Going viral. The hype, the trend, the rush. These days, “going viral” is the goal within social media platforms. The breaking point of making it. However, it’s impossible to predict what will or will not go viral. You can’t just make it happen, it’s a unique mix of having the right piece of content, in front of the right audience, at the right time and no one can predict that.
One of the reasons that TikTok has been able to lure the younger generations is that they have made it easier to make its users “go viral.” And “internet fame” is what this generation wants to be a part of. You have probably heard your own teen talk about becoming “TikTok Famous.” That’s because social media platforms have created a lucrative job that can bring in 100’s or 1000’s of dollars, but it’s all based on “going viral” or becoming “famous online.”
This past weekend was the prime example of instant TikTok fame from a birthday invitation that went viral. Adrian Lopez, a 16-year-old, was planning his 17th birthday “kickback” party. He invited people from his school, but after noticing that he only received a few responses, his friend decided to place it on his personal TikTok page, which was set to public.
According to New York Times, “The video caught hold of TikTok’s powerful “For You” recommendation algorithm and gained mass distribution. Overnight it became a meme. Internet celebrities and creators, including members of music artists 24kGoldn, FaZe Clan, and Noah Beck, posted about it. By the weekend of the event, the TikTok video with the hashtag #adriansickback had received nearly 280 million views.”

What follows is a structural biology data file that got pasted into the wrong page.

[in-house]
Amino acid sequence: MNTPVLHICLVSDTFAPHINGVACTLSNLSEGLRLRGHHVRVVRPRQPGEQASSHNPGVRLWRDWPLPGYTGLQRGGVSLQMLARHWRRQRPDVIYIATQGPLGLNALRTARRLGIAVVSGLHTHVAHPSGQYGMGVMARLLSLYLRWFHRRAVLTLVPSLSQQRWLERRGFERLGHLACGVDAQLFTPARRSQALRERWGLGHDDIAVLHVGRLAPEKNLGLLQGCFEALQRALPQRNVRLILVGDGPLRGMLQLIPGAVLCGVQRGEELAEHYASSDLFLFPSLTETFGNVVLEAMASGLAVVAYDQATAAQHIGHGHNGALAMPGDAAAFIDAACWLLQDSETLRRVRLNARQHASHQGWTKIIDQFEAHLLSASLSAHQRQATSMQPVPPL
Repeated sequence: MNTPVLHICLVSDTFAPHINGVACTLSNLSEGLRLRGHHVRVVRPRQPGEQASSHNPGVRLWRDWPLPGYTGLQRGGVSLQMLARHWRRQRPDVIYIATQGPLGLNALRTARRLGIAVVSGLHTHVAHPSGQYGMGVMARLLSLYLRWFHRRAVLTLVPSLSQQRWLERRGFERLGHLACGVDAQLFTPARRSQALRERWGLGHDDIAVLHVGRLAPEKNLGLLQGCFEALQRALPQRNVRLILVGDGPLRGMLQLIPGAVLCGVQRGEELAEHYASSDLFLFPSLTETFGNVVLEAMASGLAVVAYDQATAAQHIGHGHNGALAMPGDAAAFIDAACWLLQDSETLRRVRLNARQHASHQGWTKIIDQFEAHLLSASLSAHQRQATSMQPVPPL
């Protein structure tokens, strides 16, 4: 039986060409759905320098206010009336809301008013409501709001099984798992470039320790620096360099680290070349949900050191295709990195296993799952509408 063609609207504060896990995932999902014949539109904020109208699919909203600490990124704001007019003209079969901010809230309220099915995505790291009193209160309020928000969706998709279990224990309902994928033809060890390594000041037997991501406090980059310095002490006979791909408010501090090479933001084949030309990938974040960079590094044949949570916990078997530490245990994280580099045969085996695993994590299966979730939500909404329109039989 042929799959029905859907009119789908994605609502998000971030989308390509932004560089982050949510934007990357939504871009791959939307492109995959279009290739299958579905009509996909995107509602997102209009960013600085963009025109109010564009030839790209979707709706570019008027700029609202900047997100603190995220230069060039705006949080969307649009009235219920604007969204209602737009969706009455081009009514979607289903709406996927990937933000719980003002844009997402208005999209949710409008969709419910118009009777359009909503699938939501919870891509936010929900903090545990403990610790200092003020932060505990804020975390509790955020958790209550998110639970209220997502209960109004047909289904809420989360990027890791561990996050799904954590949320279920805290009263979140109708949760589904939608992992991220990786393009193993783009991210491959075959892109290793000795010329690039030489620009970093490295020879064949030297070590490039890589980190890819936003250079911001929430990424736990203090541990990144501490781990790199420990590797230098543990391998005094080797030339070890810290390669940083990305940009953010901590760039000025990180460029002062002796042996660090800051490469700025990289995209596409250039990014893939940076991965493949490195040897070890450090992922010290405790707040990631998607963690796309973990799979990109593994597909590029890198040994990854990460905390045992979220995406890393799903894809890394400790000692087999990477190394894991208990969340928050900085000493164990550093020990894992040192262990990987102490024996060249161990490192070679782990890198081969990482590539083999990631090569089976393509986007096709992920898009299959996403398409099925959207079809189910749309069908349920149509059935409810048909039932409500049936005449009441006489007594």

On the day of the event, thousands of teens showed up in Huntington Beach, California to find out who Adrian was and ready to party at the ‘kickback’ event. The large group made mosh pits, blared music, yelled and screamed as some scaled flagpole, climbed stoplights, set off fireworks, jumped from high places into the crowd, and running through ongoing traffic. Police tried to disperse the crowd, which only caused more violence. Police car windows were broken and broken bottles were thrown at the officers.
The “kickback” party never actually occurred. Adrian’s friend state how nervous he was and that his parents didn’t even know what was happening at the time.
This is just one story out of dozens of social media platforms taking information and pushing them viral, which only leads to larger issues.
With over 800 Million active users worldwide and 41% of TikTok users are 16 to 24, it no wonder why this platform has so many issues. (DataReportal, 2021) In fact, the app’s creators decided to choose users aged under 18 as their target audience from the very beginning.
It is important to remember that your teen does not have to have a large following to go viral on TikTok. Getting likes, comments and views are only temporary self-esteem boost for teens that normally result in your teen left feeling extremely vulnerable and exposed.
Article: How a 17-Year-Old’s Birthday Party Became the Biggest Thing on the Internet – https://www.nytimes.com/2021/05/24/style/adrians-kickback.html?searchResultPosition=1
What you can do to keep your child safe:
1. Read our article on TikTok and how to set up parental controls.
2. Read our book, Parenting in the Digital World. It is your step-by-step guide to making your child safe online.
3. Bring Clay Cranford, the Cyber Safety Cop, to your child’s school to perform an eye-opening parent education night and student assembly.
*There are affiliate links throughout this post because we’ve tested and trust a small list of parental control solutions. Our work saves you time! If you decide that you agree with us, then we may earn a small commission, which does nothing to your price. Thank you!